Global Stratification and Classification
Just as North America’s wealth is increasingly concentrated among its richest citizens while the middle class slowly disappears, global inequality involves the concentration of resources in certain nations, significantly affecting the opportunities of individuals in poorer and less powerful countries. But before we delve into the complexities of global inequality, let us consider how the three major sociological perspectives might contribute to our understanding of it.
The functionalist perspective is a macroanalytical view that focuses on the way that all aspects of society are integral to the continued health and viability of the whole. A functionalist might focus on why we have global inequality and what social purposes it serves. This view might assert, for example, that we have global inequality because some nations are better than others at adapting to new technologies and profiting from a globalized economy, and that when core nation companies locate in peripheral nations, they expand the local economy and benefit the workers. Many models of modernization and development are functionalist, suggesting that societies with modern cultural values and beliefs are able to achieve economic development while traditional cultural values and beliefs hinder development. Cultures are either functional or dysfunctional for the economic development of societies.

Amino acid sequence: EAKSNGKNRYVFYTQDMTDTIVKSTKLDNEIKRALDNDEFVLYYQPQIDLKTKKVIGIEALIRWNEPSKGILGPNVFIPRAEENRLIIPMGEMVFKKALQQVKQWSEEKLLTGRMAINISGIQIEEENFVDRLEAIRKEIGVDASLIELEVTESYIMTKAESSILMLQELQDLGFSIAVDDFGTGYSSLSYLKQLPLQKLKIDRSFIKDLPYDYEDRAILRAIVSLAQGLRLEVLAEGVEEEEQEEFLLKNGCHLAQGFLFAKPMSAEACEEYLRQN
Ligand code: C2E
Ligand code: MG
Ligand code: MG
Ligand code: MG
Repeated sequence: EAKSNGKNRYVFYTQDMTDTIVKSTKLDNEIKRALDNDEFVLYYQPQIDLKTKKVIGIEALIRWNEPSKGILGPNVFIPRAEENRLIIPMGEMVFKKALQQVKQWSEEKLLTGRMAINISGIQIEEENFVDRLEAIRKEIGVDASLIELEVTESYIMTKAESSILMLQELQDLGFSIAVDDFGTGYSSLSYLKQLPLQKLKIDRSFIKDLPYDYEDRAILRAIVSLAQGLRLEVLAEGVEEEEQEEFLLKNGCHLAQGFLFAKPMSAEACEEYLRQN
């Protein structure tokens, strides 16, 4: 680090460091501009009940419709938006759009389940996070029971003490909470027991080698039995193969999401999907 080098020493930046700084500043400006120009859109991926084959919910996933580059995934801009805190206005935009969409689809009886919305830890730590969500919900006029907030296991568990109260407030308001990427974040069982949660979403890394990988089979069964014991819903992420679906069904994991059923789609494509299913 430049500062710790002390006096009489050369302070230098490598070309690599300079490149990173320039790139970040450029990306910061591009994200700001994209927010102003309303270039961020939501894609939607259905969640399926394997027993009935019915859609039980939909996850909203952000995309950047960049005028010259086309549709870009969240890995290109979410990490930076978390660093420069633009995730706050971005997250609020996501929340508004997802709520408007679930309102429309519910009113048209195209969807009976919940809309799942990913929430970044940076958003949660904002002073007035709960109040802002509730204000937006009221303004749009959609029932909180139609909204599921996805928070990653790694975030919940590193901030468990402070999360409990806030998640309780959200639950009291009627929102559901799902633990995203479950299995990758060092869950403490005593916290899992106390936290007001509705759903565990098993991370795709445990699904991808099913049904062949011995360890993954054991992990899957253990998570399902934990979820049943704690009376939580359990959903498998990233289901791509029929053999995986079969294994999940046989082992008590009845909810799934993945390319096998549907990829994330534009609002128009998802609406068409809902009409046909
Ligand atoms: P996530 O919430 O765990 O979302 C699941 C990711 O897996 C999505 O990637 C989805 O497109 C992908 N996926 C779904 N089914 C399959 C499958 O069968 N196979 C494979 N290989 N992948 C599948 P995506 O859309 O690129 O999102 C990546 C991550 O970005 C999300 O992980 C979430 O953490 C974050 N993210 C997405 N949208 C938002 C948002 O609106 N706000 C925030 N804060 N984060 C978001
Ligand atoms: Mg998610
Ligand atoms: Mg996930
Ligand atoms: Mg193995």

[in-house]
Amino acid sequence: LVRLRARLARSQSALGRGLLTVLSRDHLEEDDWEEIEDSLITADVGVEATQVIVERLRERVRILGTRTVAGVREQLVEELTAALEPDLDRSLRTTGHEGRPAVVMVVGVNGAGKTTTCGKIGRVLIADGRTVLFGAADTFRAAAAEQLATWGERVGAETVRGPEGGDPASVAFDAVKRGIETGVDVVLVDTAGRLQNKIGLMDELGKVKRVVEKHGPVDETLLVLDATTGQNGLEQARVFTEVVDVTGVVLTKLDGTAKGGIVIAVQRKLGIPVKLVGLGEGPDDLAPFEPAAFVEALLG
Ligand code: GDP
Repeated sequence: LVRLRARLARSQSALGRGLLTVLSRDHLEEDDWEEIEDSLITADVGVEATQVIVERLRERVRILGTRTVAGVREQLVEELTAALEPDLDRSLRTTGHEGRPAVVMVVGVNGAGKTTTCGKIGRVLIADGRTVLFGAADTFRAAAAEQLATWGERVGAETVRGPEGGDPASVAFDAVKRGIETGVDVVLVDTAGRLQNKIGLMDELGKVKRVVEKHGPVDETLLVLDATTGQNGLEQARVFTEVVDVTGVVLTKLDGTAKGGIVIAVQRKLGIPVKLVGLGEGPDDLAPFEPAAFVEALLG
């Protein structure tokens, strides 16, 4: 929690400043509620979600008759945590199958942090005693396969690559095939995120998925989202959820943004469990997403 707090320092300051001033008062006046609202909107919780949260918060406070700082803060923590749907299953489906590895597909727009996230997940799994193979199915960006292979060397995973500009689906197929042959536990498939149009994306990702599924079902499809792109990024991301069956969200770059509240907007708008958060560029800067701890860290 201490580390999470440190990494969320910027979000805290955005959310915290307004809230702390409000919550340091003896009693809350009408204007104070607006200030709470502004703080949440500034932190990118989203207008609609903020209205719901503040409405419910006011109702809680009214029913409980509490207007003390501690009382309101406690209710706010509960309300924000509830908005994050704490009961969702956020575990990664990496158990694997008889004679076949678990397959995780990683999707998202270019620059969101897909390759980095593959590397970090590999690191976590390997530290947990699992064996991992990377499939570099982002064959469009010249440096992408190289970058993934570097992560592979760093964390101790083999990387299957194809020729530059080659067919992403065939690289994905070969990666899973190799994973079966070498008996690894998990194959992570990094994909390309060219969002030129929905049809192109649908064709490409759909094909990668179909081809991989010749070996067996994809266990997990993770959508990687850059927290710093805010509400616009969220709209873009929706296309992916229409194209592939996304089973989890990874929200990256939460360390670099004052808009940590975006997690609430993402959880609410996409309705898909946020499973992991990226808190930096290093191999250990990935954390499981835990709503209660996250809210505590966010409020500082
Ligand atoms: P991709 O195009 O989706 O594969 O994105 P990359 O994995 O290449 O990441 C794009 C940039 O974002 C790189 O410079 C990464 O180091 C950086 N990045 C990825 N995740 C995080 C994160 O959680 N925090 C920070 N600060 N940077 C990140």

Critical sociology focuses on the creation and reproduction of inequality. A critical sociologist would likely address the systematic inequality created when core nations exploit the resources of peripheral nations. For example, how many Canadian companies move operations offshore to take advantage of overseas workers who lack the constitutional protection and guaranteed minimum wages that exist in Canada? Doing so allows them to maximize profits, but at what cost?
The symbolic interaction perspective studies the day-to-day impact of global inequality, the meanings individuals attach to global stratification, and the subjective nature of poverty. Someone applying this view to global inequality might focus on understanding the difference between what someone living in a core nation defines as poverty (relative poverty, defined as being unable to live the lifestyle of the average person in your country) and what someone living in a peripheral nation defines as poverty (absolute poverty, defined as being barely able, or unable, to afford basic necessities, such as food).
While stratification in Canada refers to the unequal distribution of resources among individuals, global stratification refers to this unequal distribution among nations. There are two dimensions to this stratification: gaps between nations and gaps within nations. When it comes to global inequality, both economic inequality and social inequality may concentrate the burden of poverty among certain segments of the Earth’s population (Myrdal 1970). As the table below illustrates, people’s life expectancy depends heavily on where they happen to be born.